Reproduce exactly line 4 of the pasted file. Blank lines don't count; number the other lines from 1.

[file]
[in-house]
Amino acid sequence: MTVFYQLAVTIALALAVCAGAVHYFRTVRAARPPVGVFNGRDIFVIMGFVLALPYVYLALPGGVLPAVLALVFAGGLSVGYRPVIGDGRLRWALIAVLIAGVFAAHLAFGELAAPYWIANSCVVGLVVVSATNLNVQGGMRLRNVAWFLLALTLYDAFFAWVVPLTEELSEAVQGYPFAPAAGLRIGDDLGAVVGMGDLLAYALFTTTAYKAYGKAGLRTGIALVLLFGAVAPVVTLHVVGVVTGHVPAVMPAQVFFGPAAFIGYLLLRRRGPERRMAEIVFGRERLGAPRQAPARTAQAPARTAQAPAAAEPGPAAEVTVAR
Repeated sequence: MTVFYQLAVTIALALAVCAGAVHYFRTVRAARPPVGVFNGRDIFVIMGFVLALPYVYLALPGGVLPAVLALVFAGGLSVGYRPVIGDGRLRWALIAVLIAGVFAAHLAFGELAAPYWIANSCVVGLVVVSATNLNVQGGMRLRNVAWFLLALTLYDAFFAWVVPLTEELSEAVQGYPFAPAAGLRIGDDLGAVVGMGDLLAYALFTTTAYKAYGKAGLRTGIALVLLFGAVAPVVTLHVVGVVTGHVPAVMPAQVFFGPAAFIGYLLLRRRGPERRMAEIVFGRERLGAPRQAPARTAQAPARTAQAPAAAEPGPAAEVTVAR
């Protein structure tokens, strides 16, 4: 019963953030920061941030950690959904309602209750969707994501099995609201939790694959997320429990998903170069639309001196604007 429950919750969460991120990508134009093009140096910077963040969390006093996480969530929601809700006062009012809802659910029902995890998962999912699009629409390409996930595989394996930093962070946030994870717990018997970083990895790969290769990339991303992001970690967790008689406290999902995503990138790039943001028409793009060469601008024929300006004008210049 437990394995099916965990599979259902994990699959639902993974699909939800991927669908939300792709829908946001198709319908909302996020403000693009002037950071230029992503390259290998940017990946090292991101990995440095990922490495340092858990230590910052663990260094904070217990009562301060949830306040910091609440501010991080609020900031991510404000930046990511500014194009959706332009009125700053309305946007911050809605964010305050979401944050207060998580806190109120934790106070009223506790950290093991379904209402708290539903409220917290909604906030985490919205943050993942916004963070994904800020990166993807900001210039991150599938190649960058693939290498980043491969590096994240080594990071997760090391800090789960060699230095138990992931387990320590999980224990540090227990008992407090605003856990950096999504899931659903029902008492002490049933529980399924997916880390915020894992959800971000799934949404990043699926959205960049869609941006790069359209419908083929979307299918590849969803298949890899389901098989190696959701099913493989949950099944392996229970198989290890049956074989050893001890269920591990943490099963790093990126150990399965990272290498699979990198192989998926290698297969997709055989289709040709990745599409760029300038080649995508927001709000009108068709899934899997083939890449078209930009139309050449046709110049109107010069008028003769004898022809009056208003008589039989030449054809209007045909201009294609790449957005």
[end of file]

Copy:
């Protein structure tokens, strides 16, 4: 019963953030920061941030950690959904309602209750969707994501099995609201939790694959997320429990998903170069639309001196604007 429950919750969460991120990508134009093009140096910077963040969390006093996480969530929601809700006062009012809802659910029902995890998962999912699009629409390409996930595989394996930093962070946030994870717990018997970083990895790969290769990339991303992001970690967790008689406290999902995503990138790039943001028409793009060469601008024929300006004008210049 437990394995099916965990599979259902994990699959639902993974699909939800991927669908939300792709829908946001198709319908909302996020403000693009002037950071230029992503390259290998940017990946090292991101990995440095990922490495340092858990230590910052663990260094904070217990009562301060949830306040910091609440501010991080609020900031991510404000930046990511500014194009959706332009009125700053309305946007911050809605964010305050979401944050207060998580806190109120934790106070009223506790950290093991379904209402708290539903409220917290909604906030985490919205943050993942916004963070994904800020990166993807900001210039991150599938190649960058693939290498980043491969590096994240080594990071997760090391800090789960060699230095138990992931387990320590999980224990540090227990008992407090605003856990950096999504899931659903029902008492002490049933529980399924997916880390915020894992959800971000799934949404990043699926959205960049869609941006790069359209419908083929979307299918590849969803298949890899389901098989190696959701099913493989949950099944392996229970198989290890049956074989050893001890269920591990943490099963790093990126150990399965990272290498699979990198192989998926290698297969997709055989289709040709990745599409760029300038080649995508927001709000009108068709899934899997083939890449078209930009139309050449046709110049109107010069008028003769004898022809009056208003008589039989030449054809209007045909201009294609790449957005």